So yes, back to your original question, I spoke to Carson at length and explained all those things. And (manager Torey Lovullo) and I have talked about it. Torey’s going to connect with him as well. We still think Carson is a very important piece to what we have here.

What was the response from the other players that you talked to?

Good, and respectful. They had questions about what was our thought process behind what we’re trying to do. Explaining our evaluations of the players that we acquired. I think everybody knew — it had been written enough — that we were exploring trades for outfielders. When it landed on whatever specific player it landed on, for whatever reason, we were going to just have to explain why it was that player. And I think in Daulton’s case, because he had the most tenure of that group, a little more explanation was needed, frankly.

I don’t blame them for wanting more explanation for that. And I don’t ask them to blindly trust us. Trust is earned, and, frankly, over the last couple of years I haven’t really done that. But we have a fairly robust thought process behind what we’re doing and why we’re trying to get where we’re going. I think there’s a respect and understanding of the situation we’re in relative to some of the teams in our division. (They understand) what we may need to do, the risks we need to take, and the bets we need to make to put the best team on the field in aggregate.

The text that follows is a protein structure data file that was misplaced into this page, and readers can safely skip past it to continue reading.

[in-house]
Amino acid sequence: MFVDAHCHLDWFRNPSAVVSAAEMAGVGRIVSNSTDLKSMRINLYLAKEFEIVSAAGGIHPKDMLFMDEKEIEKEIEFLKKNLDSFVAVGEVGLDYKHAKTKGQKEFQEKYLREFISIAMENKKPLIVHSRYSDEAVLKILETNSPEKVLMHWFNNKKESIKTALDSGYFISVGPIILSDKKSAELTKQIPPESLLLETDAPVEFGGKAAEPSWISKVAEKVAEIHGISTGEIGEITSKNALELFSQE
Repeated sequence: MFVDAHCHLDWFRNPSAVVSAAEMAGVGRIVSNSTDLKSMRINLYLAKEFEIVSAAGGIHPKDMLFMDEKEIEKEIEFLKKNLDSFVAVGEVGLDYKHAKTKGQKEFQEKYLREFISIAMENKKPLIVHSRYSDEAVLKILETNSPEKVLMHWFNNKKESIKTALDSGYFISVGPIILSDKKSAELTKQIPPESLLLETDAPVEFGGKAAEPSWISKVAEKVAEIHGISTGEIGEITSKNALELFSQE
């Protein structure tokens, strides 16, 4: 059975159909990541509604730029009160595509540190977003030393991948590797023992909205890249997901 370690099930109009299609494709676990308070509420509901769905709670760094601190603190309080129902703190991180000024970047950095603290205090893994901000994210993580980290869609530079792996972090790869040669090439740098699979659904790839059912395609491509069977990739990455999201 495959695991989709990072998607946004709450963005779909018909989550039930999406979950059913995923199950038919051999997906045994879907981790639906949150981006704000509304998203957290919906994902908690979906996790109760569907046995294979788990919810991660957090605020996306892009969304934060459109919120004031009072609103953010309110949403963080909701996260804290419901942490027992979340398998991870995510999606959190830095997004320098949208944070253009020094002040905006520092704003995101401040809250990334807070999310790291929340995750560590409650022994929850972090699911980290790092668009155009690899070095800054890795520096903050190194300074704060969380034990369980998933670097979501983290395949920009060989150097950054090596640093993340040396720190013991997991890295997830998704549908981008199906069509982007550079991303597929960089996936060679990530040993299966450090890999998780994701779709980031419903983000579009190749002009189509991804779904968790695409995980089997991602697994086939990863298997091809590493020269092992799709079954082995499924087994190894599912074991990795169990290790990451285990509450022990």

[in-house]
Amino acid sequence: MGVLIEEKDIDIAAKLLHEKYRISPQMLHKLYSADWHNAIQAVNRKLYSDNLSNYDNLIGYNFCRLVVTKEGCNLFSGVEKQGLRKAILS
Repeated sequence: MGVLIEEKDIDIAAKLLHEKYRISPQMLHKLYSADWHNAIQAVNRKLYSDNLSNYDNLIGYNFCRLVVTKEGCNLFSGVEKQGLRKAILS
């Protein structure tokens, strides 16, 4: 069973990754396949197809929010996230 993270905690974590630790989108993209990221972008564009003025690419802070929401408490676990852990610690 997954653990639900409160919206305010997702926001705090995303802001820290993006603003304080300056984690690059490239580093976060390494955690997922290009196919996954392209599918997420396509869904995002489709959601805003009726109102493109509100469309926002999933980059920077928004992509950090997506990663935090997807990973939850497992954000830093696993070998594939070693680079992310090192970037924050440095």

How difficult was it taking off the most established of those outfielders that you were willing to deal, especially in respect to trying to move the ball forward and contend and win next year?

Very. We debated and wrestled with it quite a bit. It wasn’t something that we took lightly. Part of the sentiment around what we would have been able to do had we not done that — I spent the last two and a half months exploring that. In order for us to add the talent that we felt like we added to the organization and to the team, it wouldn’t have been possible in any other scenario. We explored a lot of scenarios. You can imagine the phone calls we got, and we got them on every one of them. We got them on every one of our outfielders — a lot of them on every one of our outfielders. That’s a good thing in a lot of cases.

But as we started to really pare down what our returns could be and how we could actually impact our major league team, it became fairly clear the avenue that we were going to have to ultimately take if we wanted to do that. We could have chosen not to do that. That was certainly something we’ve talked about. We could just stand pat and not do anything. I’m not sure that rolling out the 74-win Diamondbacks team, again — with just a year of experience, but with holes all over the place that clearly showed themselves during the course of our season — would have moved the ball forward either. So I didn’t really feel like just sitting tight and winding it back up again was going to get the job done.

Addendum:

Now I’m not sure what’s going to happen at this point moving forward, but that was that was the thought process around why we did what we did. It didn’t come with a lot of thought around what it would mean taking Daulton off the team. But like I said at the very outset, I don’t think we’re sitting in a place where just one player away, one free agent signing is going to take us where we need to go to compete. As you see what’s happening in the National League right now, I think we still have a lot of work to do.

Moreno played a couple of different positions, like in cameos. Do you see him as a straight catcher, or do you see him as a Daulton Varsho guy that can move around?

No. He’s a catcher.

There are some discrepancies floating around regarding how many years Gurriel has left before he hits free agency. Is it one or two?